People add some of themselves in exchange for witnessing other’s contributions”
Our first shop visitors walk in curious and puzzled. We greet them, nervously.
12.00 A steady stream of visitors. The barriers to overcome are often within oneself. As Ruth says: “The heart of it is people out there coming in through the door. The most important thing is how you are in relation to people. They may walk in or need coaxing. They are customers. We are the hosts – we offer a sense of attention. We aim to get them to leave a trace of themselves in the shop, but they can leave when they want. It’s important to follow your instinct – consider how you’re going to encounter each person – be aware of how you are yourself. The shop is a neutral space for communities to come together – to express what it’s like to live in Tooting, in the world now – and imagine different futures. It’s a place to be moved in, charmed in, to come back to – it’s about you.”
A father brings a young son; a couple spending an easy going Sunday tell a story each and map where they first kissed on the Common. A lady heading home to Jamaica reads to me from the Bible and Esther tells me a moving story about faith. With each hour that passes I am in awe at the goodness, kindness, humour and humanity the shop is opening out and revealing in people. Their stories and willingness to leave some trace of their lives is so close to the surface. One inkling of permission and there in front of you; their pain, their joy, their spontaneity. One child writes that the dinosaur makes him fearful whilst a woman writes that she fears her mental illness may return, another writes mother and father in Urdu. Their is no hierarchy here. Everyone’s story has the same value and this speaks volumes for the skill in participatory arts that Encounters’ Shops have pioneered.
1.00 I take 5 minutes in the sun to eat a sandwich in the garden at the back. I pick some wild flowers growing amidst the piles of thrown out bathroom tiles to put in the shop vase.
2.00 A switch in the shop host rota and I’m joined by Hilary. We click people in and out; up to 130 across the threshold since we opened. I’m confounded by an elderly lady who speaks no English, only I discover later Punjabi. I try my best. She really wants to be in the space but I don’t have the resources. Another time we should be better prepared. Indrajit Patel the Chair of the Tooting Business Network visits. He has kindly bought us an urn and is thrilled by the space we have created in the community. It’s rare to have a space where people can simply engage, encounter each other in this way. We ask people to sign the visitors book and their surprise at finding such a place is reflected.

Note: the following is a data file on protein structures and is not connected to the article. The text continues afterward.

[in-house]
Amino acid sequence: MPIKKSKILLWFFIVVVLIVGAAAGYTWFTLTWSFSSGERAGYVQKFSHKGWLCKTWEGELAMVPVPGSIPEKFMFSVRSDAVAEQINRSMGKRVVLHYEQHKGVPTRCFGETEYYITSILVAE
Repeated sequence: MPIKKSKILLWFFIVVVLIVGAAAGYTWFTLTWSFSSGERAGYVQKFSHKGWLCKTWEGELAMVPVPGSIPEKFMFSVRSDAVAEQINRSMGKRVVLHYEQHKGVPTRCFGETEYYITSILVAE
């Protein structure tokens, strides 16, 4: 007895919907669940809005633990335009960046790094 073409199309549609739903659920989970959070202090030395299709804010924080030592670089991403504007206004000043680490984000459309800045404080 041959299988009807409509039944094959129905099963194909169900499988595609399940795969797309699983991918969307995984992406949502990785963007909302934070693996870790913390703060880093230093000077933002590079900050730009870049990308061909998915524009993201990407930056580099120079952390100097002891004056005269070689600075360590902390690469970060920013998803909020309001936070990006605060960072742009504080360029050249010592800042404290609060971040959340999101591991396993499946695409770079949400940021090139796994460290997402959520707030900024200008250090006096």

3.00 I get out in the air and walk down the High Road to put up more posters and hide bottles of happiness (we have hidden 100 ‘lost bottles’ of happiness which ask people to return them to the shop and be rewarded with a chance to ‘top up’ their wellbeing and happiness from gorgeously decorated wellbeing vessels prettily standing on shelves.)There are 400 family run businesses in Tooting and I stick posters in some of the windows. A Starbucks opened on the Broadway the day before and I add our posters to their spanking new ‘community board’.
5.00 I really am very tired. Two children are painting the bee hive with flowers, an elderly gentleman who tells me he comes to Tooting to shop in the Asian shops sits quietly writing his memory of Tooting to pin on the memory map. One lady stands very very thoughtfully by the Lake of Tears absorbed in the music played to her on an ipod, reflecting on what makes her grateful, what makes her sad.
6pm. Sweep the floor, wash the glue pots and sort the scissors. I turn off the lights, bring the stand in from the pavement, lock the door and cross the busy arterial ‘traffic corridor’, the A24 that careers through the town. Tooting really is a remarkable place. Resilient, busy, diverse, quirky. I feel a part of this busy life of people surviving, thriving.
Up tomorrow and start again. Monday morning brings a primary school to visit and an evening talk about what we consume.
I feel privileged to be a host of this extraordinary space which is drawing and reflecting back so much life. ‘Nothing on sale’ but yes, LOTS on offer.